6. Check units - have you mixed up metric and imperial measurements? It happens.

    7. Hand blending and production blending are not the same. Hand blending usually means putting the samples in a bag and shaking, or stirring in a beaker. Machine blending, especially ribbon blenders generate heat.

    Feel free to message me if you need any further assistance. 

  • JoeC1995

    Member
    January 13, 2020 at 4:30 pm

    Pharma said:

    It’s probably particle size since caffeine and more so theacrine have a bitter taste and also creatine does taste slightly bitter. Especially caffeine and theacrine are not easily soluble in cold water and therefore, smaller particle size greatly increases speed of dissolution. A finer ground powder hence dissolves faster and therefore tastes more because only dissolved substance can be tasted.
    How is your blend prepared and consumed? I mean, does it have to be dissolved in water or fruit juice right before use?
    As challenge test: Dissolve each a hand made sample and a machine made one in hot water, stir until everything has dissolved, let cool to drinkable temps, and only then try both. Is there still a difference?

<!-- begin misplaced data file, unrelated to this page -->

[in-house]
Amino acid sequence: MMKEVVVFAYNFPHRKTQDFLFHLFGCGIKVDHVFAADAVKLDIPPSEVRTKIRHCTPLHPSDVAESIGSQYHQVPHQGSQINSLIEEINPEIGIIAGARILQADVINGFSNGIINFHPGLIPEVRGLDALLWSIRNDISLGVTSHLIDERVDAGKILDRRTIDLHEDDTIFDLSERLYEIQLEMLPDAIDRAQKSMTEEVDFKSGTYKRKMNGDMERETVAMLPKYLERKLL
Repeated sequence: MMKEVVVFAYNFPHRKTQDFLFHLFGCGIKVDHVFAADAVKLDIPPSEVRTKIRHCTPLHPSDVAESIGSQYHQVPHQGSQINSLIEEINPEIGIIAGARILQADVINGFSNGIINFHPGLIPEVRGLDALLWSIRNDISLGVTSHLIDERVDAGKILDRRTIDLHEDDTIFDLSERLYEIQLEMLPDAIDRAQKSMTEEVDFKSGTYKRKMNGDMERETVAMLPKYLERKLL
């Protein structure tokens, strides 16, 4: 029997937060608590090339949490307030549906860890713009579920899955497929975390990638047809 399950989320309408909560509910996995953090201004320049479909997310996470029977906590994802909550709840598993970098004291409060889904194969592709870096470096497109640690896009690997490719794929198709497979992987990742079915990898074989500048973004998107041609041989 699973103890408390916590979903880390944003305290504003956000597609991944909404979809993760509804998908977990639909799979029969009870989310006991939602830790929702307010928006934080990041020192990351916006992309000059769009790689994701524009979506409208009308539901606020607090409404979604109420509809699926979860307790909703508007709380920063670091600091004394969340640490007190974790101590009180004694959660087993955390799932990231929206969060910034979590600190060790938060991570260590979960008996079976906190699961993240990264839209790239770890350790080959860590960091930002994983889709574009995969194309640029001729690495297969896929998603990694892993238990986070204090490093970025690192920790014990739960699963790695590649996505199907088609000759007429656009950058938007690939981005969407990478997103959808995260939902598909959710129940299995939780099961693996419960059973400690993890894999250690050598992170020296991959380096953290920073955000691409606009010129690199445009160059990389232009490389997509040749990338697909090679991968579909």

The blender they use is a v blender. The mixture is used by adding it to water and mixing before drinking.

  • Pharma

    Member
    January 13, 2020 at 8:00 pm
    With a quick ditch, mix, cheers I wouldn’t be astonished if it were
    particle size although a V blender is fairly gentle on particle size.
    On the other hand, did you check that the product was really homogeneously mixed in the V blender? They don’t seem super accurate to me… I may be completely wrong here, I admit (never worked with a V blender)!
  • Cafe33

    Member
    January 17, 2020 at 12:43 am

    V-blenders create homogeneous mixes provide the particles are of similar size and that the blender is not overfilled. Also, there is a tendency to over mix with V-blenders and that can be detrimental and lead to particle segregation.  Also some mixes might need a certain increased cohesion so they stay together properly. Silicon Dioxide was a very useful additive when I use to manufacture supplements I must say.